There’s a lot being said and written about caste and casteism these days, vis-à-vis the current political situation. This debate was triggered by particularly unfortunate (but by no means uncommon) crimes in Hathras and Balrampur, Uttar Pradesh (no celebrities or drugs involved, sorry).
#DalitLivesMatter started trending on Indian Twitter (because what better place to gauge the democratic polity than twitter), and the nation saw protests here and there, demanding justice for the victim of what was clearly a caste-based hate crime. Hathras saw protesters on streets too, but those were in favour of the perpetrators (I’ll wait while you throw up).
As usual, the crime was first made a partisan issue, then it was straight-up denied, and then it was painted political in all the wrong ways. People in places of power and position blatantly misused. Most of the television mediadefecated thoroughly on whatever morals they had remaining.
I wonder if we should’ve had a toilet campaign for this section of the media as well. Or even just a 2-slide presentation to explain which orifice one should use to talk and which for excretion. There seems to be some confusion underway w.r.t those two bodily functions (in case you haven’t figured it out yet, a certain shrill stain of a “journalist” is a personal bête noire).
Seriously, I could get a doctorate in scatology just writing about a certain channel, but I have digressed. This isn’t about the babbling, bumbling band of buffoons (Thanks, Prof. McGonagall).
Now, I know this whole caste topic is boring, especially when Tewatia is absolutely killing it in the IPL, and MSD is playing again (go, Thala!). I mean, what would you choose? The festering wound on the breast of our country that is casteism, or uber-entertaining cricket? Kohli- Gavaskar hot gossip is worth a few poverty-stricken lives from the lower echelons of the society, no? Why should we lose our sleep and invite stress-pimples for some kids who got raped, right? I mean, look at Anushka’s baby glow xoxo.
I’ll try to make it an interesting read.
The level at which casteism operates in India, even to this day, is appalling. Yet I do not think we can set a definition to this systemic segregation. This is because the diversity in our country also means that the shapes and forms that casteism takes are numerous. Apart from a few similar practices across the different parts of the country, including but not limited to, restrictions on social mingling and sexual relationships, and basic resources like food and water being separated, not many of the caste-ist practices are similar, rendering it a phenomenon hard to define exactly. Only the dehumanisation, disrespect, and untouchability seem to be constant.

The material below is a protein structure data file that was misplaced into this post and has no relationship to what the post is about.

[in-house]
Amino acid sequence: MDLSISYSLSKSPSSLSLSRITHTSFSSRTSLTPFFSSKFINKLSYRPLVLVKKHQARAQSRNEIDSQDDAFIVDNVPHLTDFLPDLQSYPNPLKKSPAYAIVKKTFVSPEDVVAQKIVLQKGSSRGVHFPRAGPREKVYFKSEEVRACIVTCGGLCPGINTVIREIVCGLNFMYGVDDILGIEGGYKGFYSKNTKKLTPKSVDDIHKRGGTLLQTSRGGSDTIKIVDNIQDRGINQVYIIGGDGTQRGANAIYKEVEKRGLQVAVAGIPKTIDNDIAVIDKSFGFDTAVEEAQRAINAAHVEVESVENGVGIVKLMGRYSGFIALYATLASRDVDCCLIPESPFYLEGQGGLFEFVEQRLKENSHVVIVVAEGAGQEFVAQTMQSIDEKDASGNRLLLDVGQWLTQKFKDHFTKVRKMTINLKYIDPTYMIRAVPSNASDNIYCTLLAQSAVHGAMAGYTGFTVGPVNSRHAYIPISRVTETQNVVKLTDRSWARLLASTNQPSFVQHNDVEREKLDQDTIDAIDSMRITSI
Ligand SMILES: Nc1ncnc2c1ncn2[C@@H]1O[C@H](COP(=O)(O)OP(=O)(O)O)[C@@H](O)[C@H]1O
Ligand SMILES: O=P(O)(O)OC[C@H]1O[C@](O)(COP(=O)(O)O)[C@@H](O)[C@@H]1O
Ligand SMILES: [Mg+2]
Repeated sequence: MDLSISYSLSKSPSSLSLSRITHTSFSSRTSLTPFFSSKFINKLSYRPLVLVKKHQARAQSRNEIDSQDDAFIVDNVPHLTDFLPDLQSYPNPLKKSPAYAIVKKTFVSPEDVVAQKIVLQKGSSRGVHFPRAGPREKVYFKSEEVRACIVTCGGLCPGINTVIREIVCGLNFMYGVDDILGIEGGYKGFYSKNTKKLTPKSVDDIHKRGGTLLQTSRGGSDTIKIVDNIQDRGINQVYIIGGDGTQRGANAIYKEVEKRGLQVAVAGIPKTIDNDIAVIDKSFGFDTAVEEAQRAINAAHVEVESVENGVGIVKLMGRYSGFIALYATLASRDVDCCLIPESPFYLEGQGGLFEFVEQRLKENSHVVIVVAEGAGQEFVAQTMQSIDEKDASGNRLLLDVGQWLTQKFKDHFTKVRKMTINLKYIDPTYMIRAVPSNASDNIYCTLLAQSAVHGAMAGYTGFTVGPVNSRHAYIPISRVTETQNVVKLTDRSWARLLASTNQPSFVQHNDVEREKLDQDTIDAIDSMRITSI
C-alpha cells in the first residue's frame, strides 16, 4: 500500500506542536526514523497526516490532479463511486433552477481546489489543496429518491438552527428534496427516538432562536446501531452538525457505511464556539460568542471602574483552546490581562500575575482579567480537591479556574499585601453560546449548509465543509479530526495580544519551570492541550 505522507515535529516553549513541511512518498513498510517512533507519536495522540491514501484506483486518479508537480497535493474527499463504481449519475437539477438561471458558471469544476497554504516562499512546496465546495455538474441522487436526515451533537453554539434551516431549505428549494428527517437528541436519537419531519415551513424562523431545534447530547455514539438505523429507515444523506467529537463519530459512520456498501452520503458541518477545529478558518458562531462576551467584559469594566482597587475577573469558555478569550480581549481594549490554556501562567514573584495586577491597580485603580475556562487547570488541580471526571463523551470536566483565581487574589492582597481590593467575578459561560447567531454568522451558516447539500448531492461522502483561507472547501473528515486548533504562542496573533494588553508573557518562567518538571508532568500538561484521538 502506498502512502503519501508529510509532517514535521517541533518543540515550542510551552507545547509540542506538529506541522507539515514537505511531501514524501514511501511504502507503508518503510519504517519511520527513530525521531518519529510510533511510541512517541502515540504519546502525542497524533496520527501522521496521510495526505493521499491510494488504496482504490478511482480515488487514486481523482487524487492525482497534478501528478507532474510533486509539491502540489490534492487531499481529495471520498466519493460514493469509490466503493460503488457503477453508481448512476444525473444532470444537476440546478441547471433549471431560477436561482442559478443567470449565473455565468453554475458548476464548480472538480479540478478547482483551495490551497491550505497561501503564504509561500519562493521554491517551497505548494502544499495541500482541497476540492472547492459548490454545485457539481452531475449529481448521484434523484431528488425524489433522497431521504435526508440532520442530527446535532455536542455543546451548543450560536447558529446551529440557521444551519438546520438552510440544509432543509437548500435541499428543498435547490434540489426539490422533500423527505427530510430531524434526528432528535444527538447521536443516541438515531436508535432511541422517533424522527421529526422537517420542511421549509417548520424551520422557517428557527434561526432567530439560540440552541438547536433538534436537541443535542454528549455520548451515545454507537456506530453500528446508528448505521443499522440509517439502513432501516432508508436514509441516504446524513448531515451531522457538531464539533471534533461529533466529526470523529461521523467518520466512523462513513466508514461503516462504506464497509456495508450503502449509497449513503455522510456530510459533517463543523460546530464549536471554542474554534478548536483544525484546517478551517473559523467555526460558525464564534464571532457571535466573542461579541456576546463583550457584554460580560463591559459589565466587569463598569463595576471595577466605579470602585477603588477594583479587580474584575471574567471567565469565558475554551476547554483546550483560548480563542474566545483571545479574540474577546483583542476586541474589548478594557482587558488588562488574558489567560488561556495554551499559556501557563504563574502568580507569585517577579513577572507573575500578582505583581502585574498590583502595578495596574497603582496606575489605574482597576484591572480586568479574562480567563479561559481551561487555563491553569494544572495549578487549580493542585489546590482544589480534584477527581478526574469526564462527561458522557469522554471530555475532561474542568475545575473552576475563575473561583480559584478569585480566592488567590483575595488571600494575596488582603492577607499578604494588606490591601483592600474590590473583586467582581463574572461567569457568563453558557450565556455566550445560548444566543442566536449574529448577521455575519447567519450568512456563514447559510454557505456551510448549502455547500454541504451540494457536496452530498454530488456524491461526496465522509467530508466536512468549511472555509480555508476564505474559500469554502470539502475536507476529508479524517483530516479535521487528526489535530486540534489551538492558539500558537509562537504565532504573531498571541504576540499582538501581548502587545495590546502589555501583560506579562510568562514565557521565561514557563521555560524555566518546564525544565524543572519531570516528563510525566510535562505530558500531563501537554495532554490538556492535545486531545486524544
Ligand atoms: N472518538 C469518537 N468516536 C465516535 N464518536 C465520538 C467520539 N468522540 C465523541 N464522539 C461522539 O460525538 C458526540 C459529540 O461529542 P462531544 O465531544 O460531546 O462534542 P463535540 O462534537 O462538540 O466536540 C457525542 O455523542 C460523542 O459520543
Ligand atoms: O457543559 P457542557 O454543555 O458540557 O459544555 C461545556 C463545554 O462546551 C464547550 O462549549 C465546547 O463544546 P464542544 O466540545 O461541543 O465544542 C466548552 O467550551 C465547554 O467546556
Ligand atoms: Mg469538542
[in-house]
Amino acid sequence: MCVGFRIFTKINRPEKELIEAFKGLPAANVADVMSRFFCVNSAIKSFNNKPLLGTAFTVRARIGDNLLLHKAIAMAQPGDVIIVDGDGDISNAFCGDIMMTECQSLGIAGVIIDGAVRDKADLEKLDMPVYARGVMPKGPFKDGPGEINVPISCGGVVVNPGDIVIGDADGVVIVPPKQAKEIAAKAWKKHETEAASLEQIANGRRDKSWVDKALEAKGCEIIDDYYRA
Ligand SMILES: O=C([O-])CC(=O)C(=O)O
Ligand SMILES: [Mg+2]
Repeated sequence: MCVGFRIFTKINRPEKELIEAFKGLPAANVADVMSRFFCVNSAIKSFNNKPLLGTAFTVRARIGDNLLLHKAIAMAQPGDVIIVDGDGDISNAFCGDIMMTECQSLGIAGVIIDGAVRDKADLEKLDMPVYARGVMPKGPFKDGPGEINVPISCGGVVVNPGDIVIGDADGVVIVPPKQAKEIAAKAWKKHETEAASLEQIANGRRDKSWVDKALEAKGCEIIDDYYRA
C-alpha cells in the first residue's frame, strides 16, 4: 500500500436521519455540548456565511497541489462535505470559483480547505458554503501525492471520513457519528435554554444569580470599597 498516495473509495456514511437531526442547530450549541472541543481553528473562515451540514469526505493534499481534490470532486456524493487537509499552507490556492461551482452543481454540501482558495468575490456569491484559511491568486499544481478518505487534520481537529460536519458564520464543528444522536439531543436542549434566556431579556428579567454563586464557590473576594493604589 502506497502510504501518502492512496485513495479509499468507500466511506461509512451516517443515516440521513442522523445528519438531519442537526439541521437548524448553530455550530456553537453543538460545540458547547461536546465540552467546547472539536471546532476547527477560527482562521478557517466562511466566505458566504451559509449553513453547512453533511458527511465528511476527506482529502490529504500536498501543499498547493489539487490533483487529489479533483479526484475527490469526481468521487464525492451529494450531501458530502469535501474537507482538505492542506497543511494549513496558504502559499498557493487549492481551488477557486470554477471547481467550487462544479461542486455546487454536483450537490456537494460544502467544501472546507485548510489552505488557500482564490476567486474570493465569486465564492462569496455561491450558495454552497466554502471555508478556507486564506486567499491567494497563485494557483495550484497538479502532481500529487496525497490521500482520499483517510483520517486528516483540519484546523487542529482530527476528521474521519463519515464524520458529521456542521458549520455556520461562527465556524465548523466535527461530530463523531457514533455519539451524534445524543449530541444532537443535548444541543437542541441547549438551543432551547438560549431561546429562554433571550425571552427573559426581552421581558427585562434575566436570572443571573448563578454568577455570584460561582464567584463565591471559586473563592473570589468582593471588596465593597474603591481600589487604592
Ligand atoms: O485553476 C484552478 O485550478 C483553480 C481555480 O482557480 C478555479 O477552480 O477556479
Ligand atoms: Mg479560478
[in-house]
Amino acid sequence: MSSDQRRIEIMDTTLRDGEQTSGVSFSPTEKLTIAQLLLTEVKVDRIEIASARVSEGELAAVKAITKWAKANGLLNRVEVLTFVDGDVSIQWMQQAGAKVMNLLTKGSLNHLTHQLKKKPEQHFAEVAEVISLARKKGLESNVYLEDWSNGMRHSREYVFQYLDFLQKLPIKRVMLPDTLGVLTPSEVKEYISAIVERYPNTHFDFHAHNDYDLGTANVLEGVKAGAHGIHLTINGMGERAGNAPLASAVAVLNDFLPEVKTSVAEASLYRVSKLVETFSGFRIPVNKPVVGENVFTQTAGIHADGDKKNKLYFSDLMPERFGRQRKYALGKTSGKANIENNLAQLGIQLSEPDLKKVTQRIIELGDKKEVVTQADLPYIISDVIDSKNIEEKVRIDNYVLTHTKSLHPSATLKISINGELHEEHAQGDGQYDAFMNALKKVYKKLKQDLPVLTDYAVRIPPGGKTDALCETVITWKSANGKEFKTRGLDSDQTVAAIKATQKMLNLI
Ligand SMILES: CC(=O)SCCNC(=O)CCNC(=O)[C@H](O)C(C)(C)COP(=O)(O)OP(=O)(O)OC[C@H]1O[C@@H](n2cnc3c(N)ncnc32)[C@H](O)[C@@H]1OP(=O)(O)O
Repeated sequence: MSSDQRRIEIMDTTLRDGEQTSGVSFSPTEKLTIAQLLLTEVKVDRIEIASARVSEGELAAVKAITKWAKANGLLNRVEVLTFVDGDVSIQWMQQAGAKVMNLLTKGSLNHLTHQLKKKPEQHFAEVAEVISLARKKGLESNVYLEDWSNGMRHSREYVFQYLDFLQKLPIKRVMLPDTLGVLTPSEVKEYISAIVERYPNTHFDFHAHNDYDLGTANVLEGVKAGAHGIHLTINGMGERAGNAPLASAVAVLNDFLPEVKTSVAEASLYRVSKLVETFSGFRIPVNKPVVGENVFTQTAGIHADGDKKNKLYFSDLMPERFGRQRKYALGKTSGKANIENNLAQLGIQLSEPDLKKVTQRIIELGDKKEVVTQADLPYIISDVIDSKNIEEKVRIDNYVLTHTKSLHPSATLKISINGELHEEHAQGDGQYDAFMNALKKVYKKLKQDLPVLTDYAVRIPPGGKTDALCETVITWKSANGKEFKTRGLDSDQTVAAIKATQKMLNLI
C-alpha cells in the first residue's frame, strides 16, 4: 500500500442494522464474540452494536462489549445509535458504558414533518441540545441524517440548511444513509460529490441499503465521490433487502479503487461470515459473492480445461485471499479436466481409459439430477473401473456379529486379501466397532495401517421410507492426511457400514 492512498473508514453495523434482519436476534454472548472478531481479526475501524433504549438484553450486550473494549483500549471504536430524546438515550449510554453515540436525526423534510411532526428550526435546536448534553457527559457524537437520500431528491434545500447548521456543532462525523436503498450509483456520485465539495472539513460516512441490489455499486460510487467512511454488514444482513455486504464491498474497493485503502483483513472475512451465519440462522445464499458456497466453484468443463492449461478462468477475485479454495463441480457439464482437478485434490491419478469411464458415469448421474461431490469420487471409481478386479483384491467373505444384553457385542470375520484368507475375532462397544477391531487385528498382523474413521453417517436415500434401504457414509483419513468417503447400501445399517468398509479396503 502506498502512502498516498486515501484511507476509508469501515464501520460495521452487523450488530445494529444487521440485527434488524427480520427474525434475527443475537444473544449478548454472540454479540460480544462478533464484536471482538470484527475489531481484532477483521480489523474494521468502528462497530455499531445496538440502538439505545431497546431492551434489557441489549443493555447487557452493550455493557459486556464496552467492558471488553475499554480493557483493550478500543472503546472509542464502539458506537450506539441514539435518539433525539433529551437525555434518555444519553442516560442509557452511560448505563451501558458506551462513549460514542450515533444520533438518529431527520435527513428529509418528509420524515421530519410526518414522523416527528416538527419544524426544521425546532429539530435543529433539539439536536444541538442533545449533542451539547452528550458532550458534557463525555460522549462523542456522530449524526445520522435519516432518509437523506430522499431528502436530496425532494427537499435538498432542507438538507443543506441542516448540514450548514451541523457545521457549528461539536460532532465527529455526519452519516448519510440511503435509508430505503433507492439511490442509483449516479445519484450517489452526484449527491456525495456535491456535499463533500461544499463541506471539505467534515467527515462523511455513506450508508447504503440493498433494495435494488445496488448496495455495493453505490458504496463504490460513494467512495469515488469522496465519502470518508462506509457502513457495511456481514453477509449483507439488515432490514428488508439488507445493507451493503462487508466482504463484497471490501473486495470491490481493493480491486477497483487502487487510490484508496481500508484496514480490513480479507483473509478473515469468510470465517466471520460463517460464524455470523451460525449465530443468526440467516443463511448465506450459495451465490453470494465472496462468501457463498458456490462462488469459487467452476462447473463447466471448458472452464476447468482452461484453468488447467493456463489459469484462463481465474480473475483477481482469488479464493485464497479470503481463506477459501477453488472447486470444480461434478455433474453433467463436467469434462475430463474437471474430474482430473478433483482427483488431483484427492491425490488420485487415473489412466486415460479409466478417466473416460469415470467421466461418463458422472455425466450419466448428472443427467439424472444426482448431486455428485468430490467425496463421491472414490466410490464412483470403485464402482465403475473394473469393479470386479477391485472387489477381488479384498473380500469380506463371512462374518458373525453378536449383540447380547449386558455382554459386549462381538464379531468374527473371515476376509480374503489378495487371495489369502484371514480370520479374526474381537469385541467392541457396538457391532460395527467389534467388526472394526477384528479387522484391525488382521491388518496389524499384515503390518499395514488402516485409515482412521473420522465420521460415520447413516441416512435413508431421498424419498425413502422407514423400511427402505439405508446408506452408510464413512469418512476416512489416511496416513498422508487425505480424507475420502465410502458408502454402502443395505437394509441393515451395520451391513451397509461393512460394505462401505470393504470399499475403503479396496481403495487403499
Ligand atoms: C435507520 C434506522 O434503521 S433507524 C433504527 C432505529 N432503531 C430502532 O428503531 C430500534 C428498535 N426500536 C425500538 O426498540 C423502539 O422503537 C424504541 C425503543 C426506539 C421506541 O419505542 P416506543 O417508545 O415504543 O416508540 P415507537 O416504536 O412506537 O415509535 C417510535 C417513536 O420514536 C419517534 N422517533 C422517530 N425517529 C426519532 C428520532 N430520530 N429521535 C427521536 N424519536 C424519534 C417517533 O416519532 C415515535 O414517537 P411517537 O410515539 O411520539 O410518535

An analogy would have me compare casteism to a hydra (the multi-headed monster, not the Hydra vs. Shield hydra, though the symbol of the latter, is the former).
I understand that most of you, if you’ve managed to read this far, are wondering, and naturally- Why Casteism? Why now? There’s just so much else happening! The pandemic has just hit the 6.5 million mark, and claimed more than 1,00,000 lives, after all!
It is necessary that we talk about this, and right now, because if we keep sleeping on a system of oppression as inhuman as casteism, we would be doing a disservice to ourselves, to our progeny, and to the country we all claim to be patriots of. Because if a crime as heinous as gangrape, based on something as dehumanising as casteism, does not finally push us into taking action, what will? Might as well stoop to cannibalism and announce a purge, because what is the meaning of being a human in a civilised society anymore?
Urban Indians, especially the younger demographic, is only slightly aware of casteism. To most of them, it is a Civics topic in high school. This needs to change, because for most of the Indian population, casteism is a part of their everyday lives. It is something they face on a daily basis. Major life decisions like education, employment, marriage, housing, and the earnings and savings of a majority of Indians, are still directly influenced by caste. Don’t believe me? Just try to rent a house. Or try and sign up on any of the matrimonial websites (Or just call Sima Aunty, she’ll explain. Stars and castes need alignment, trust me).
While we are at it, let’s talk about educating oneself about systemic oppression- things like casteism, racism, or the Uighur Muslim ethnic cleansing in China. Or the movements like BLM and feminism. The onus of being aware of the former and respectful of the latter, is on us.
Let me rephrase and re-iterate that. It is not the responsibility of your Dalit friend to tell you the history of casteism, or explain to you why they deserve to be treated as an equal human being. It is not the responsibility of your female friends to explain to you the whats and whys of sexism, harassment, and feminism. The onus of being educated on such matters, is on you.